Montana Fly Company Madison IIa ReviewOctober 26, 2012
- Beautiful fish-related artwork covers the reel
- Fast, simple spool release and replacement
- Machined aluminum construction throughout (from 6061-T6 bar stock aluminum)
- Self-lubricating drag system
- Heaviest reel in the test class
- Looks like it should be in a showroom instead of a drift boat
It’s big and it’s heavy. But it’s also beautiful and, best of all, it performs better than most reels in the class. The ‘painted’ designs come from a selection of some of the best angling artists in the business. The brown trout design on our test sample came from the artwork of Josh Udesen (www.tightlinestudio.com) drew the eye of anglers wherever we went.
The large arbor design speeds line pickup, and the unique drag system kept our lines taut but accessible when fighting big browns on the Snake River. The reel performs better than most, but even considering that, the star feature of this outstanding reel is its artwork.
Size and Weight
While classified as a large-arbor reel, the Madison IIa lacks the over-sized look and feel of many big arbored reels. The smallest size in the lineup (4/5) fit nicely on all the 4- and 5-weight rods we’ve tested without looking like a large wheel on the end of the stick. The weight of the reel did draw some attention, but the reel isn’t so heavy that it makes casting uncomfortable or cumbersome.
Montana Fly uses terms like “G-tail fiber disk” and “Triple-pin engagement” to describe the drag system—catchy phrases to describe a sealed carbon disk system with a pin-click control. Forget all that. The reality is simple: the system works perfectly. The reel controls line tension precisely, whether you need to fight a big brown trout while using delicate 6X tippet, or you’re cranking in a feisty Columbia River Carp hooked on 10-pound leader. The line-play is smooth and drag does not drift out of the position you set. It’s among the best drag system we’ve used.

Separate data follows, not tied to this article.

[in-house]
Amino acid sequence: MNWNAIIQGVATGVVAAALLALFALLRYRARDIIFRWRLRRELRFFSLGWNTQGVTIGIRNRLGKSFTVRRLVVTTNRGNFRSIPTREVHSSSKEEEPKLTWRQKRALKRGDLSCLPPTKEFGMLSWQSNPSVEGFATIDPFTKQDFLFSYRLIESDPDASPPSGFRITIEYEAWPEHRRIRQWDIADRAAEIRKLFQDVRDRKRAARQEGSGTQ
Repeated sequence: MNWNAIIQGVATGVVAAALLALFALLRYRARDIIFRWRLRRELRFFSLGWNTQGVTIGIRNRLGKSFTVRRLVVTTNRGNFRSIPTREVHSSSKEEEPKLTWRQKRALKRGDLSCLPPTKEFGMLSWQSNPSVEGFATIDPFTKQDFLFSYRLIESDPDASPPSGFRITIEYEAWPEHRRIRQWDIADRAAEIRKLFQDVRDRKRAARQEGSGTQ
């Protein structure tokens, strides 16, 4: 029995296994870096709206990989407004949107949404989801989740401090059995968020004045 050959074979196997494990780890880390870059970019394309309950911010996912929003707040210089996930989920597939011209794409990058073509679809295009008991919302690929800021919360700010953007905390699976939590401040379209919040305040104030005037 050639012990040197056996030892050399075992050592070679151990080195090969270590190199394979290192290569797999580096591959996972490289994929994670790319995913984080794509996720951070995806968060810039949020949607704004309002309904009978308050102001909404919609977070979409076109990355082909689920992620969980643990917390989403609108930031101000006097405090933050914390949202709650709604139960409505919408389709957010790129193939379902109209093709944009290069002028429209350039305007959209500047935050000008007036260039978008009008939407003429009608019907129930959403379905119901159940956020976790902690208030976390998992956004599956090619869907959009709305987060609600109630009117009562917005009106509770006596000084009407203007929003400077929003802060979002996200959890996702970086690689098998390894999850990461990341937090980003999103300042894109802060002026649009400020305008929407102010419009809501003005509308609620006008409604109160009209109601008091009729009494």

Style and Design
Since we were testing the artist series, we got the Madison IIa reel, which includes a solid back to better display the reels’ artwork. The standard Madison II features a perforated back. This reduces weight, but all those holes in the aluminum frame limit the art’s visibility.
That said, our testers gladly accepted the extra ounce or so of aluminum because it just plain looks so good. The brown trout ‘skin’ that covered our test sample came from Idaho artist Josh Udesen, but there are also painted finishes featuring artwork from other artists, including A.D. Maddox, Bern Sundell, Travis Sylvester, and Bob White.
Indirectly, the great looks of the artwork on the reel aids in its durability since our testers seemed to take extra care to ensure nothing blemished that fine finish. Still, it did get used and suffered no lasting ill effects from dunks in salt water, though a little grit from the beach did collect inside – due in part to that solid back which limits the ability of the material to be flushed out naturally.
Dan Nelson- Managing Editor & Fly Fishing Editor
Dan Nelson is GearInstitute.com's Managing Editor & fly fishing editor. He is based in the Pacific Northwest.